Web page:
Trump also wields the omnipotent power to target foreign citizens with death, suffering, and impoverishment with sanctions and embargoes. The most recent example is Iran, where the Iranian people continue to suffer and even die under Trump’s brutal and deadly sanctions system.
He also wields the power to initiate trade wars with foreign nations, again without having to seek permission from Congress.
None of this is compatible with a free society. Dictatorial powers are the opposite of freedom.
When the Constitution called the federal government into existence, it delegated none of these dictatorial powers to the president or to the military. In fact, if the proponents of the Constitution had told Americans that the president and the military in this new federal government would wield such powers, there is no possibility whatsoever that Americans would have approved the deal.
All of those dictatorial powers have been acquired through the time-honored way of using crisis and emergencies to adopt them, just as Hitler did with the Enabling Act after the terrorist bombing of the Reichstag.
A close reading of the Constitution reveals something important: The Constitution does not provide for an emergency exception for the adoption of dictatorial powers. That’s because the Framers didn’t want such an exception. They knew that throughout history rulers had used “emergencies” and crises to acquire and exercise dictatorial powers.
Once upon a time, U.S. Supreme Court justices understood this principle. For example, when President Franklin Roosevelt was using the “emergency” of the Great Depression to convert America’s economic system to a fascist system, the Supreme Court made it clear that an “emergency” does not give rise to dictatorial powers. In the case of A. L. A. Schechter Poultry Corp. v. United States, also known as the “sick chicken case,” the Court rightly stated,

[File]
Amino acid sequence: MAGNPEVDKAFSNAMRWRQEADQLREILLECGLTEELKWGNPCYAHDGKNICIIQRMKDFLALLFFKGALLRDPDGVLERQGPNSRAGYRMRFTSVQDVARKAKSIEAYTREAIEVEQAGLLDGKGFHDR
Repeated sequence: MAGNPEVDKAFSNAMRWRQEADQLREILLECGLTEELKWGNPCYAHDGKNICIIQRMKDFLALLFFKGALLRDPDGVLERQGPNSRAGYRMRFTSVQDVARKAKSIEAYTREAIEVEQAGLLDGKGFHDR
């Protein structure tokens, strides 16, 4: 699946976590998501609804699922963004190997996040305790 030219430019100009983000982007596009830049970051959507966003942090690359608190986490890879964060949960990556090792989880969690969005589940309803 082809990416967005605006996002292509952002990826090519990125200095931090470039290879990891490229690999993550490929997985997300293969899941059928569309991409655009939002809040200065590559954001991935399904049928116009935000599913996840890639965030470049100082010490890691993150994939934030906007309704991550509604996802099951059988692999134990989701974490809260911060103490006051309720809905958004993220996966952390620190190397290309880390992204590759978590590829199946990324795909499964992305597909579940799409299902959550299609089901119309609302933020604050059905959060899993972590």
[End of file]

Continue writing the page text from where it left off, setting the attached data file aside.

“Extraordinary conditions may call for extraordinary remedies. But the argument necessarily stops short of an attempt to justify action which lies outside the sphere of constitutional authority. Extraordinary conditions do not create or enlarge constitutional power. The Constitution established a national government with powers deemed to be adequate, as they have proved to be both in war and peace, but these powers of the national government are limited by the constitutional grants. Those who act under these grants are not at liberty to transcend the imposed limits because they believe that more or different power is necessary.”
The Court in Schechter also declared that Congress lacked the authority to delegate its legislative power to the president, a point that Congress obviously ignored when it enacted the National Emergencies Act in 1976, which delegated the power to declare emergencies and exercise dictatorial powers to the president.
Meanwhile, both Democrats and Republicans, including the Trumpsters, continue to dutifully recite the Pledge of Allegiance (“with liberty and justice for all”) and incessantly thank the troops for defending our “freedom” by killing ever more people in faraway foreign lands, bringing to mind the words of Johann Goethe: “None are more hopelessly enslaved than those who falsely believe they are free.”